25. People in southeast Georgia love bass fishing. There is a megastore dedicated to bass fishing. People retire from the Army, and stay for the bass fishing. Veterans love to tell bass fishing stories, at length, without being prompted, in any possible social context. Odds are high that they will include Jesus and an alligator in the story about bass fishin.
26. A number of social gatherings do not jive with the represented climate. For instance, one should not need sunscreen at a hayride, on Halloween, or during a Christmas parade. Wearing August’s clothes while decorating the Christmas tree is strange, and there is no reprieve, because on Easter, your children will need sunscreen and bug spray before hunting for eggs.
on easter, late march, in georgia
27. Going to the zoo, or any sort of cultural venue was downright painful to me between April and December. Too hot. Too hot! I did not attend certain Girl Scout events or certain field trips because I could not bear to be outside when it’s 98 feels like 107 with 78% humidity and a 9 UV index.
was 105, feels like 112
28. The constant sun bleaches hair and darkens skin. Even those of us who are considered to be as white as specters or vampires will eventually take on a peachy hue. Even glow-in-the-dark redheads can get a tan between freckles if they live in Georgia long enough. I’m still tan. Despite Sunscreen. And that ombre hair color technique is a natural effect of constant, glaring sun. I don’t know what color my hair is anymore. I’m trying to let it go, so I can find out.
I thought I had a skin rash. I thought I might have had it before, because it looked so familiar. I would keep an eye on it, I said. No. I had forgotten I had a patch of freckles on my left hand.
29. I sweat like a whore in church. I sweat like a cold beer on a hot day. I sweat like no other woman you’ve ever known. If I’m not cold, I’m sweatin.
When I sweat, I turn beet red and people ask me if I’m okay.
NO, I AM NOT OKAY! I’M SWEATIN!
i’m NOT kiddin
30. I do not like summer clothes. I’m particularly revolted by the fact that my hair touches my skin, and worse, there’s always that one long hair that will attach itself to your shirt sleeve and tickle the bejesus out of your arm, makin you think there’s a bug, or worse, a goddamned fire ant, climbin on the back of your arm!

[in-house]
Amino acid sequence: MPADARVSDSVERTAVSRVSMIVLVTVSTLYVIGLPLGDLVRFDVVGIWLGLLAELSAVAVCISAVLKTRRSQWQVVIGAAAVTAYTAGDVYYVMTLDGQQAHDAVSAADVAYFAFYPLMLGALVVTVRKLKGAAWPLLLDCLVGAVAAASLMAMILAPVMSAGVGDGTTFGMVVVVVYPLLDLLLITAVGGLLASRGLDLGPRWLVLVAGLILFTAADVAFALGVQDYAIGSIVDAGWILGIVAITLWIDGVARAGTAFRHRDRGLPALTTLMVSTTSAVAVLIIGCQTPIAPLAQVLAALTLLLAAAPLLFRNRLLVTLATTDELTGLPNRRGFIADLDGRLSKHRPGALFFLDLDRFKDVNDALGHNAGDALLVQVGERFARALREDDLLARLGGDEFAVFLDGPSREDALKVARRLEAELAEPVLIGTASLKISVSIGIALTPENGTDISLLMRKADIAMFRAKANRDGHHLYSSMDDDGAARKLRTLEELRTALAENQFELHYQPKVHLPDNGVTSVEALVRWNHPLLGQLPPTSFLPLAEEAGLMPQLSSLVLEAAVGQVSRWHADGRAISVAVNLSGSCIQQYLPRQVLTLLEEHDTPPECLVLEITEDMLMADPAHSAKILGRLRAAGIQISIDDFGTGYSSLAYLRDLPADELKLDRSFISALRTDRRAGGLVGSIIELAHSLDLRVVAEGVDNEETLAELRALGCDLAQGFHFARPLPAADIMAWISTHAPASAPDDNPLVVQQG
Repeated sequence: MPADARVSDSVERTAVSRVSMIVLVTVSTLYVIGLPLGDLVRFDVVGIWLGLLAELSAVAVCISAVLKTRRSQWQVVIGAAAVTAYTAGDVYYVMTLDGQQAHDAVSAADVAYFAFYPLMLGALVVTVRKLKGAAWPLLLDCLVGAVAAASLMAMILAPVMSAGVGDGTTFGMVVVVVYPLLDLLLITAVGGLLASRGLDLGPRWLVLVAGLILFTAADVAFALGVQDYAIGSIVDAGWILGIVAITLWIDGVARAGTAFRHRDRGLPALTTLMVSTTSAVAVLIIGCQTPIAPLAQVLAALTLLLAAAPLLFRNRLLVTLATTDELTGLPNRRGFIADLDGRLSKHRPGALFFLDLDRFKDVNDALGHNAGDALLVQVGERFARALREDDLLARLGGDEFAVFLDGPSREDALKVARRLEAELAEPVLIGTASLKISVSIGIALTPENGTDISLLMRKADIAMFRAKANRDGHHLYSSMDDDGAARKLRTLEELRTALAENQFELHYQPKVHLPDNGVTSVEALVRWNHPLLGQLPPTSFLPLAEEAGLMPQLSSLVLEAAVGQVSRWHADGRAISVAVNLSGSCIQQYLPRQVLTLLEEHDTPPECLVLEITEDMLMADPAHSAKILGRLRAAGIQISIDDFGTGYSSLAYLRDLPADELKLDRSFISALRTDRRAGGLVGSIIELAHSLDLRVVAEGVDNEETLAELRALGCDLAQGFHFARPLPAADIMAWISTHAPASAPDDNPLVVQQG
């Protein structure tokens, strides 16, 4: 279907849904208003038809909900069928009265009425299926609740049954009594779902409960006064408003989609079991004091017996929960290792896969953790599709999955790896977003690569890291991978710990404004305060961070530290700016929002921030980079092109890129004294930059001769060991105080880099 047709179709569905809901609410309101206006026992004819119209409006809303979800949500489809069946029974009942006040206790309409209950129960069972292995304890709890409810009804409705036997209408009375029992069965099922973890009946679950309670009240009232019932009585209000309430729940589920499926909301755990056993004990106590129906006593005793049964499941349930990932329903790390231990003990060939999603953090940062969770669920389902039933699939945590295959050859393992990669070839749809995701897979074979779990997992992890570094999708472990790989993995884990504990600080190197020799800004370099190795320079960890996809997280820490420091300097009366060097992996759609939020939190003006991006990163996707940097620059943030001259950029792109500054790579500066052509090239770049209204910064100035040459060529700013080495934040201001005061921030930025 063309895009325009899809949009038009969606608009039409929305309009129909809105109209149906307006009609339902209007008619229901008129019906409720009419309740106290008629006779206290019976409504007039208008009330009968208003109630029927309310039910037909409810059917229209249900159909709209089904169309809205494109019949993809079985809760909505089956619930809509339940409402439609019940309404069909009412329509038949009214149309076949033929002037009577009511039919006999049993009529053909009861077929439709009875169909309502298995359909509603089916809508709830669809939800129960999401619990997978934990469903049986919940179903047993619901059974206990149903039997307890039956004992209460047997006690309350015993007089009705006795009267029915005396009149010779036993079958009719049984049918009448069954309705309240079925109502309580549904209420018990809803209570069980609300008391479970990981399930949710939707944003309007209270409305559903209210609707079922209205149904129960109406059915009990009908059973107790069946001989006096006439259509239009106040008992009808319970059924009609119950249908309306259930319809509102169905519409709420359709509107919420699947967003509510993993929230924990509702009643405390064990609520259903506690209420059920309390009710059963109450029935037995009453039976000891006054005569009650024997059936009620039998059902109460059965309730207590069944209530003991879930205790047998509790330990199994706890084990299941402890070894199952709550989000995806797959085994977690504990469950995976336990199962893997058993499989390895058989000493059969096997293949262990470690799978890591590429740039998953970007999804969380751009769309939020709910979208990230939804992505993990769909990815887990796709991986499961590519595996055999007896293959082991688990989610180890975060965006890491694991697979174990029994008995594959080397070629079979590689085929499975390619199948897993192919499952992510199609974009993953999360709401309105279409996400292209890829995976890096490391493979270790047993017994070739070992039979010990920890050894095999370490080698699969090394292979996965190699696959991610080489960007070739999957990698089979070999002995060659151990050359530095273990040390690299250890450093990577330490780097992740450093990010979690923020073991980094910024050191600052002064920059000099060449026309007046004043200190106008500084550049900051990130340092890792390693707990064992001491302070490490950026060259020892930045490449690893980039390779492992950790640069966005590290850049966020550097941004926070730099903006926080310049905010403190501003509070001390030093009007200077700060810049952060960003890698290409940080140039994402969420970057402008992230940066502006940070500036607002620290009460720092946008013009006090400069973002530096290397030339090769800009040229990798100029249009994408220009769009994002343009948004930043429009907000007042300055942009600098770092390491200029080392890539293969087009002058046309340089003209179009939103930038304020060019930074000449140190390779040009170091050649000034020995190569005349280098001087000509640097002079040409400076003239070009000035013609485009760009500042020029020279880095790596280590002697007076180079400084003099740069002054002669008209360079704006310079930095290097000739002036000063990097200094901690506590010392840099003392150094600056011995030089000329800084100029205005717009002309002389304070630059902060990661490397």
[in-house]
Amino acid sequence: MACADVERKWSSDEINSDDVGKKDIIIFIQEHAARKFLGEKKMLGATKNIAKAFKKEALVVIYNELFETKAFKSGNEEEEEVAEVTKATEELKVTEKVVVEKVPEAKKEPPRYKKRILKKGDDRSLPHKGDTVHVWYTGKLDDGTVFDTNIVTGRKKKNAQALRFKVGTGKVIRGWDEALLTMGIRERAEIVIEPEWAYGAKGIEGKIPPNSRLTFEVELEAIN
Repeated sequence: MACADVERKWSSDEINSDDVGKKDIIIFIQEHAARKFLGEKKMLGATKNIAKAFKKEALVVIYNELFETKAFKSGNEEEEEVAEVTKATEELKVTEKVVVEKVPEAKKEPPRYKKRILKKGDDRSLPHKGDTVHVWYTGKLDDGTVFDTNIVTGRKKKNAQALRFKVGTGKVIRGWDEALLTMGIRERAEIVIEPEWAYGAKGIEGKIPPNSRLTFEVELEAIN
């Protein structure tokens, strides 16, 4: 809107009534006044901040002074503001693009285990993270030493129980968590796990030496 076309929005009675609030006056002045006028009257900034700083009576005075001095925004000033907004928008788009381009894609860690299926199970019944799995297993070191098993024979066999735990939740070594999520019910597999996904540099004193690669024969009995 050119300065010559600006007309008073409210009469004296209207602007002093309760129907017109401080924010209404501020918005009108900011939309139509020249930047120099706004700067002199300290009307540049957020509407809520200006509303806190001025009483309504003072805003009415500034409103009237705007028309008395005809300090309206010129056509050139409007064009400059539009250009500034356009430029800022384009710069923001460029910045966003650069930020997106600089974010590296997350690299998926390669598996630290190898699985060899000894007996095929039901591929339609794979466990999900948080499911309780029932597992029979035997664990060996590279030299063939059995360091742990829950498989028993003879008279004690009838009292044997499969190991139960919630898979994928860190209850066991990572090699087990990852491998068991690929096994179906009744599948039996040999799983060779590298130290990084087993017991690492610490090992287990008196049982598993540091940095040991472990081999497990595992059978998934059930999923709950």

31. In the high humidity, my hair takes on a crazed poodle-do. You’ve seen the episode of Friends where Monica goes to Barbados?
32. There were way too many times I’d be like, “It’s November/December/January/February/March, why the FUCK is it 86 degrees?!?”
october 18, georgia
33. When it does get cold in Georgia, you still can’t find clothes that are warm. You end up on eBay and LLBean, lookin for warm things, because you’re never going to find warm socks, footy jammies, or thinsulate gloves in your neck of the woods. It’s like Georgia doesn’t care that you’re going to Indiana for Thanksgiving, where you cannot possibly wear tee-shirts, capris, flip-flops, and a sheer quarter-sleeve cardigan for those chilly air-conditioned places.
34. Sunglasses become less of a comfort and style issue and more of a safety-first health issue because you’d like your children to keep their retinas well into their 20′s.
35. I have never wanted blackout curtains more. The sun went down in our bedroom and as a result, it was hot in that room every single night, despite the fact that the upstairs air conditioning was set on 62. That’s right, I said the upstairs air conditioning. Downstairs I kept on 68.
A furnace? Needed occasionally. Mostly at 6am in February. Never between March and November. Never upstairs. Never for a full 24-hour period. My children had no concept of static electricity, humidifiers, or how registers get too hot to touch.
thanksgiving night in georgia
36. When fall Fashions hit the magazines, you feel an immense sadness knowing that you have no place to wear patterned opaque tights, fur-lined boots, houndstooth jackets, or cashmere scarves. In fact, just the thought of wearing any of that makes you start to sweat, and idea of a scarf seems to restrict your breathing substantially.
once, in january, hell froze over and i had to buy some boots.
37. Do you know what happens to mascara when it’s tropical hot? Or what happens to your lip gloss inside your purse? It’s a goddamned tragedy.
38. Unless you run your air conditioning at grocery-store-cold levels in the summer, you can’t keep wheat bread in the house for more than a few days without mold. I kept my house cold.
39. Christmas window clings melt, and become decidedly less festive.
40. When you’re a Northerner who hates to be hot, and you live in The Deep South, everything just feels wrong.